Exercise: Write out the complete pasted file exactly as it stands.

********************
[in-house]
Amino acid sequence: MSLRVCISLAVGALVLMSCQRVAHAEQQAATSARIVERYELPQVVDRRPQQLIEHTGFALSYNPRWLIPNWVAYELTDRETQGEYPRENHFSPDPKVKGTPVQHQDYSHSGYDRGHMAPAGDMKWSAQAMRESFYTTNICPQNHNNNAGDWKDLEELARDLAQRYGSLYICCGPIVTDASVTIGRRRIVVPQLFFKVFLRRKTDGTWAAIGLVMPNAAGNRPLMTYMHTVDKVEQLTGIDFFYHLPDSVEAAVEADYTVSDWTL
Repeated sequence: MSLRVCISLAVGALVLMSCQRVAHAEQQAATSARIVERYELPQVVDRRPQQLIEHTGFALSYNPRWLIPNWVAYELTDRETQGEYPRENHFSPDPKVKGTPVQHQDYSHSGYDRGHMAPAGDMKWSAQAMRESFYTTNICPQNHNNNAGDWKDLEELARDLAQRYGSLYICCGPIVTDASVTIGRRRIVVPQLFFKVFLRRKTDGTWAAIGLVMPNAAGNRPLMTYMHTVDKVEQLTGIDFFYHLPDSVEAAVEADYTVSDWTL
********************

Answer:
[in-house]
Amino acid sequence: MSLRVCISLAVGALVLMSCQRVAHAEQQAATSARIVERYELPQVVDRRPQQLIEHTGFALSYNPRWLIPNWVAYELTDRETQGEYPRENHFSPDPKVKGTPVQHQDYSHSGYDRGHMAPAGDMKWSAQAMRESFYTTNICPQNHNNNAGDWKDLEELARDLAQRYGSLYICCGPIVTDASVTIGRRRIVVPQLFFKVFLRRKTDGTWAAIGLVMPNAAGNRPLMTYMHTVDKVEQLTGIDFFYHLPDSVEAAVEADYTVSDWTL
Repeated sequence: MSLRVCISLAVGALVLMSCQRVAHAEQQAATSARIVERYELPQVVDRRPQQLIEHTGFALSYNPRWLIPNWVAYELTDRETQGEYPRENHFSPDPKVKGTPVQHQDYSHSGYDRGHMAPAGDMKWSAQAMRESFYTTNICPQNHNNNAGDWKDLEELARDLAQRYGSLYICCGPIVTDASVTIGRRRIVVPQLFFKVFLRRKTDGTWAAIGLVMPNAAGNRPLMTYMHTVDKVEQLTGIDFFYHLPDSVEAAVEADYTVSDWTL